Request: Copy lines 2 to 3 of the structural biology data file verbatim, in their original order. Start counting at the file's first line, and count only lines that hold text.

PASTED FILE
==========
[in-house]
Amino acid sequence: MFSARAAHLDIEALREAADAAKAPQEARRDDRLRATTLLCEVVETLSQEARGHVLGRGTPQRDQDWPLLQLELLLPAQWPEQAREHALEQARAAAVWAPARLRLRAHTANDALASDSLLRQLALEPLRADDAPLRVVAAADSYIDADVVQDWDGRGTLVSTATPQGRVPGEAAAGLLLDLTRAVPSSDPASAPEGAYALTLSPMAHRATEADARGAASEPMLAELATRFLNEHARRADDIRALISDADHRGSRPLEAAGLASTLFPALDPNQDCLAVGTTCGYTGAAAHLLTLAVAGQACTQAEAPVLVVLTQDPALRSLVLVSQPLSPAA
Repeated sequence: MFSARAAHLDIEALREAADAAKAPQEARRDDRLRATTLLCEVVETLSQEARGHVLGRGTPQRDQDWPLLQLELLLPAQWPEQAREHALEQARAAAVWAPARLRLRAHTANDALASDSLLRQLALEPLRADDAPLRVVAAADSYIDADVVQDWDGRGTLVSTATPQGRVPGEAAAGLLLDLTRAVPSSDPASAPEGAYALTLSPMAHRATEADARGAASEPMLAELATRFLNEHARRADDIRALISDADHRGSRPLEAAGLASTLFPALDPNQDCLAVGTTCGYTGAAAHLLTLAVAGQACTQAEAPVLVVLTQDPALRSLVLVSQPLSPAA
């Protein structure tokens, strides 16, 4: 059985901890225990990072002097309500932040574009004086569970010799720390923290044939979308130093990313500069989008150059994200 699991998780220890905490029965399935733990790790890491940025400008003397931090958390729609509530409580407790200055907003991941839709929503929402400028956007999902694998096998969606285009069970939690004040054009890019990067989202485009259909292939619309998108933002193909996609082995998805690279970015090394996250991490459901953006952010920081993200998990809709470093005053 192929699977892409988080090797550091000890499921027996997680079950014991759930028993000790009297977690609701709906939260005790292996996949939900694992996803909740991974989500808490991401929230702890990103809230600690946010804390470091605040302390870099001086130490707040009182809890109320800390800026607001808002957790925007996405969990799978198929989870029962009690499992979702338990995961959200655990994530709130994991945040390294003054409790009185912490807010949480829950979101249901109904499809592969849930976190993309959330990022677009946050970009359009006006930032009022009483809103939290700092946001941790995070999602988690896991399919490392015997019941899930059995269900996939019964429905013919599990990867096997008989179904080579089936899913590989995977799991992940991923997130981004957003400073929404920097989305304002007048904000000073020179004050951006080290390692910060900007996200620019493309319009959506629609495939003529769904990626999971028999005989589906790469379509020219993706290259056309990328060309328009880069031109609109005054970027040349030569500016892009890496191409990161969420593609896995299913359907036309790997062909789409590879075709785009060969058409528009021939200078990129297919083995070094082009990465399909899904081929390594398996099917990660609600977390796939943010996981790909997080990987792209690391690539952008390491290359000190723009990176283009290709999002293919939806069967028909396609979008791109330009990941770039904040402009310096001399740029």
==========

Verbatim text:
Amino acid sequence: MFSARAAHLDIEALREAADAAKAPQEARRDDRLRATTLLCEVVETLSQEARGHVLGRGTPQRDQDWPLLQLELLLPAQWPEQAREHALEQARAAAVWAPARLRLRAHTANDALASDSLLRQLALEPLRADDAPLRVVAAADSYIDADVVQDWDGRGTLVSTATPQGRVPGEAAAGLLLDLTRAVPSSDPASAPEGAYALTLSPMAHRATEADARGAASEPMLAELATRFLNEHARRADDIRALISDADHRGSRPLEAAGLASTLFPALDPNQDCLAVGTTCGYTGAAAHLLTLAVAGQACTQAEAPVLVVLTQDPALRSLVLVSQPLSPAA
Repeated sequence: MFSARAAHLDIEALREAADAAKAPQEARRDDRLRATTLLCEVVETLSQEARGHVLGRGTPQRDQDWPLLQLELLLPAQWPEQAREHALEQARAAAVWAPARLRLRAHTANDALASDSLLRQLALEPLRADDAPLRVVAAADSYIDADVVQDWDGRGTLVSTATPQGRVPGEAAAGLLLDLTRAVPSSDPASAPEGAYALTLSPMAHRATEADARGAASEPMLAELATRFLNEHARRADDIRALISDADHRGSRPLEAAGLASTLFPALDPNQDCLAVGTTCGYTGAAAHLLTLAVAGQACTQAEAPVLVVLTQDPALRSLVLVSQPLSPAA